What you need to know
- Google looks to finally be bringing native Arm64 support to Chrome on Windows.
- Users can test it now with the latest Google Chrome Canary build.
- Chrome has supported Arm on a number of other platforms for years, including Linux and Mac.
After famously snubbing Windows on Arm for several years, Google looks to finally be bringing native Arm support to Chrome on Windows. The latest Chrome Canary build released today finally supports the Arm64 architecture, and can be installed without emulation on the latest versions of Windows with Arm processors.
Chromium itself has supported the Arm64 architecture for a number of years, and Google Chrome has been available for Arm on pretty much all platforms bar Windows, up until now. It's unclear why it took Google so long to release the Arm version of Chrome for Windows.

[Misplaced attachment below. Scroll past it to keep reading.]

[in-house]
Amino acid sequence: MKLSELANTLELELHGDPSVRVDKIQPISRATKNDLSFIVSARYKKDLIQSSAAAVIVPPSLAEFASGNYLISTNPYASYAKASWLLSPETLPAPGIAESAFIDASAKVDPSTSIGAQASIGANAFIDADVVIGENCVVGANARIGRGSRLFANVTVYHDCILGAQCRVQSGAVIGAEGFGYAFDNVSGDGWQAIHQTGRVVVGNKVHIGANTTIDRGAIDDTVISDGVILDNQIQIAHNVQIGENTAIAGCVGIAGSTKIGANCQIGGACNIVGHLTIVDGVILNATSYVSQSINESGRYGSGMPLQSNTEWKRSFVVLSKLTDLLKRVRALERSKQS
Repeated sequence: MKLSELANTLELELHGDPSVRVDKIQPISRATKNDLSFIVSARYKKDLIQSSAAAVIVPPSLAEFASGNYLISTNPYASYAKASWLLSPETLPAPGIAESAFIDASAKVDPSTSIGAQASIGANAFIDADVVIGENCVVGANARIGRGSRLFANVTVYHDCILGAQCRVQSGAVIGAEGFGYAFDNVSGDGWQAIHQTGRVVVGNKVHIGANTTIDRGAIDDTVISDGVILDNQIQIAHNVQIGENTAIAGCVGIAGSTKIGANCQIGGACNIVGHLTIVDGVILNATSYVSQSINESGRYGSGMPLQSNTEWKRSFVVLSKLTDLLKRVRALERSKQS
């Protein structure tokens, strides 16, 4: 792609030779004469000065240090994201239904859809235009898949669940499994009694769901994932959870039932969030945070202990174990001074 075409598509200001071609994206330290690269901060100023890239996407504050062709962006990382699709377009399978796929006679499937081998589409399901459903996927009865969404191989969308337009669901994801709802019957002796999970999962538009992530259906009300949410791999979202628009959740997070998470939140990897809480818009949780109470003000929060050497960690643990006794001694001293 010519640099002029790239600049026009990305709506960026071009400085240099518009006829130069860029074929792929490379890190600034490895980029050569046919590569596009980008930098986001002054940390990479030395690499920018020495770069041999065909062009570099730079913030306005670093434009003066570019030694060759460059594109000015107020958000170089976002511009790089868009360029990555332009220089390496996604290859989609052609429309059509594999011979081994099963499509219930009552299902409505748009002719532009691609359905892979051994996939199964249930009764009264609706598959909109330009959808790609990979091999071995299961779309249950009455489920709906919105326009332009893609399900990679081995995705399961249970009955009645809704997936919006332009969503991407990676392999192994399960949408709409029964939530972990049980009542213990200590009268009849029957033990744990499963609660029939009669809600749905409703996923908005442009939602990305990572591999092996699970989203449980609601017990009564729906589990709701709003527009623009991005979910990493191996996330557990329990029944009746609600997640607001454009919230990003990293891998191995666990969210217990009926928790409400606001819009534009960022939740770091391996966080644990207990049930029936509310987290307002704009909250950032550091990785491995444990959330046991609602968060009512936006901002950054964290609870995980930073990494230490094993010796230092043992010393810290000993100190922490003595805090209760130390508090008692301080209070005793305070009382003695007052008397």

With Chrome coming to Windows on Arm, the world's most popular browser will no longer be at a performance disadvantage when running on a PC with an Arm processor. So far, the only Windows on Arm PCs on the market are ones powered by Qualcomm processors, the latest being the Snapdragon 8cx Gen3.
All eyes are on Qualcomm's upcoming Snapdragon X Elite chip, which is said to be the Apple M-series competitor the PC has been waiting for. Hopefully, Arm64 support in Chrome will have made its way to the stable channel by the time Snapdragon X Series computers begin shipping, which is expected to start in June.
For those with a Windows on Arm PC today, you can download the latest Chrome Canary build now to test Google Chrome running natively on Arm. Of course, both Firefox and Edge have been natively available for Arm on Windows for a number of years, so Google really is playing catch up here.
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